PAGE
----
For historical purposes NDQSA is also archiving information about the burial sites of his mother, Mary Faye Thomas, and his father, Jack Kenneth Stout.

The Stout M-SHORAD

Army Renames Air Defense System After Sergeant Stout

The Army renamed the Maneuver-Short Range Air Defense system for Medal of Honor recipient Sgt. Mitchell W. Stout during an Army birthday festival on June 15, 2024 at Fort Belvoir, Virginia. “Naming this game-changing air defense capability after Sgt. Stout was appropriate and well-deserved, given his heroic efforts to protect fellow Soldiers from danger,” said Doug Bush, assistant secretary of the Army for acquisition, logistics, and technology. “The M-SHORAD was designed to do the same against a variety of airborne threats.” The system uses a mix of guns, missiles, and onboard sensors attached to a Stryker Infantry Carrier Vehicle to defend against unmanned aircraft systems, rotary wing, and fixed-wing aircraft.

The SGT Stout vehicle fielding and capabilities

Soldiers with the 5th Battalion, 4th Air Defense Regiment were the first to receive and test four of the increment one defense systems. They successfully conducted live-fire tests at the Putlos Bundeswehr range on the Baltic Sea coast of Germany in 2021 and became fully equipped with the systems in 2023. The Army plans to field 144 air defense systems to four battalions by fiscal year 2025 with an additional 18 systems for training, operational spares and testing. Incremental upgrades to the system will feature enhanced effects including directed energy, and improved missiles and ammunition. The Rapid Capabilities and Critical Technologies Office completed the delivery of four directed energy systems to the 4th Battalion, 60th Air Defense Artillery Regiment last fall. “The M-SHORAD family of systems adds commensurate mobility or survivability to maneuvering forces and joint maneuvering forces through protection against enemy air threats,” Bush added. “Its flexibility and versatility provide a best value for the nation and increases Soldier capabilities through performance and training capabilities.”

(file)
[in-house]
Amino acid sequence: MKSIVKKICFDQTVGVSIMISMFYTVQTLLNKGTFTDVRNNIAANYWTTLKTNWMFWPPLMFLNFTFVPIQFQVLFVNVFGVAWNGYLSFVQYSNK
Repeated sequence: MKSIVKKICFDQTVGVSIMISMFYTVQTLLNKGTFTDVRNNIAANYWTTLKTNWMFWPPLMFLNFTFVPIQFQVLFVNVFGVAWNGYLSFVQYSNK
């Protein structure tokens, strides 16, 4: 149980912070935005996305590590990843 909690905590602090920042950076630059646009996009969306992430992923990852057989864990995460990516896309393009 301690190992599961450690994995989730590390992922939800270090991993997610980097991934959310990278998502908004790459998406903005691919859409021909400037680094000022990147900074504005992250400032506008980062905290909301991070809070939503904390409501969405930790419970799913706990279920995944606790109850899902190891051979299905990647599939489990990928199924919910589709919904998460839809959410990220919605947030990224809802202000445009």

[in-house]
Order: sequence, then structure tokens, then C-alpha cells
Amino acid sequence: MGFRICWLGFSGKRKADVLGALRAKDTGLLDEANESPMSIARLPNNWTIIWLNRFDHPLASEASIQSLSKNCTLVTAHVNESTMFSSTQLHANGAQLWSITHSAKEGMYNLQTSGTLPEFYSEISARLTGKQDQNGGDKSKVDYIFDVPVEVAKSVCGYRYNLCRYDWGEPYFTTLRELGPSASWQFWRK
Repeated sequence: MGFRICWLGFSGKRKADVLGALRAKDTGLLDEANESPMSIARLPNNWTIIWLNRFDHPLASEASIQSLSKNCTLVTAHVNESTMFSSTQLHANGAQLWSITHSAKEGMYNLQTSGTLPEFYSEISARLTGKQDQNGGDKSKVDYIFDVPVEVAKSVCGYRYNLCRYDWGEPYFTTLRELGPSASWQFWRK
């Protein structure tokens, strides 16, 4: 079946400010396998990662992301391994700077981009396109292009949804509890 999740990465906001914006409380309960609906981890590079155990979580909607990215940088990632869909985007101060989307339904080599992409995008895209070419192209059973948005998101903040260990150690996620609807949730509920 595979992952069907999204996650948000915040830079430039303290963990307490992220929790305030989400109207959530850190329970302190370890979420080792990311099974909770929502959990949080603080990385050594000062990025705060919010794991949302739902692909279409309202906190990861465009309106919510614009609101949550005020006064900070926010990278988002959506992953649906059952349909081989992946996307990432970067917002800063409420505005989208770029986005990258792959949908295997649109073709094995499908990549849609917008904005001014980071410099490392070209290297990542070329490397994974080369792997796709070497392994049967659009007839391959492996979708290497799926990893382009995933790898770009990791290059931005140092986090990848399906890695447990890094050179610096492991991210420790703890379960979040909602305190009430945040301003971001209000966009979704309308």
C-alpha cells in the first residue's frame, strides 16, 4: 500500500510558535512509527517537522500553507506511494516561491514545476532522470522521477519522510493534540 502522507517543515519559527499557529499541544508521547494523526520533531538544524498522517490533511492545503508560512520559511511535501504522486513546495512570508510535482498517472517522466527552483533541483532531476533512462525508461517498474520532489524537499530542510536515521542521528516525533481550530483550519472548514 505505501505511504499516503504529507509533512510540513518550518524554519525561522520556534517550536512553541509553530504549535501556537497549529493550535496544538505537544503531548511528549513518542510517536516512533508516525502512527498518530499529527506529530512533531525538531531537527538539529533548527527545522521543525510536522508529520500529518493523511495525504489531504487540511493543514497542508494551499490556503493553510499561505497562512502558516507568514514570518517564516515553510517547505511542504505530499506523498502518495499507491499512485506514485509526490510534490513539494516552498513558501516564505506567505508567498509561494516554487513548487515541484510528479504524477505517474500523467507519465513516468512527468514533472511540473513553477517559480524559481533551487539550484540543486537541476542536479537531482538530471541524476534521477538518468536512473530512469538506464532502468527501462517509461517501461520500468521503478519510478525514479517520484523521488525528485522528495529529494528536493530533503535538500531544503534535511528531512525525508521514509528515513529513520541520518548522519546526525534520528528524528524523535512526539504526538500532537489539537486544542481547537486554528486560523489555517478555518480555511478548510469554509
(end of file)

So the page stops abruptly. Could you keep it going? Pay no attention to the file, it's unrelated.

249th Army Birthday Festival unveils SGT Stout

Sergeant Major of the U.S. Army Michael R. Weimer unveils the Sgt. Stout M-SHORAD Stryker combat vehicle during the 249th Army Birthday Festival at the National Museum of the U.S. Army, Fort Belvoir, Va., June 15, 2024. The M-SHORAD uses the M-1126 Stryker combat vehicle as its chassis. The M-SHORAD's dedicated air defense artillery (ADA) and non-dedicated air defense capabilities enable movement and maneuver by destroying, neutralizing, or deterring low-altitude air threats to defend critical fixed and semi-fixed assets and maneuver forces.

Mitchell Stout

A Hero in our Midst

DQS_T Stout MOH 136 MOH memorial stone _Kate Clabough photo

Photos by Kate Clabough _A Hero in our Midst

Upper Left:  Stout Virtue Cemetary Memorial _Kate Clabough photo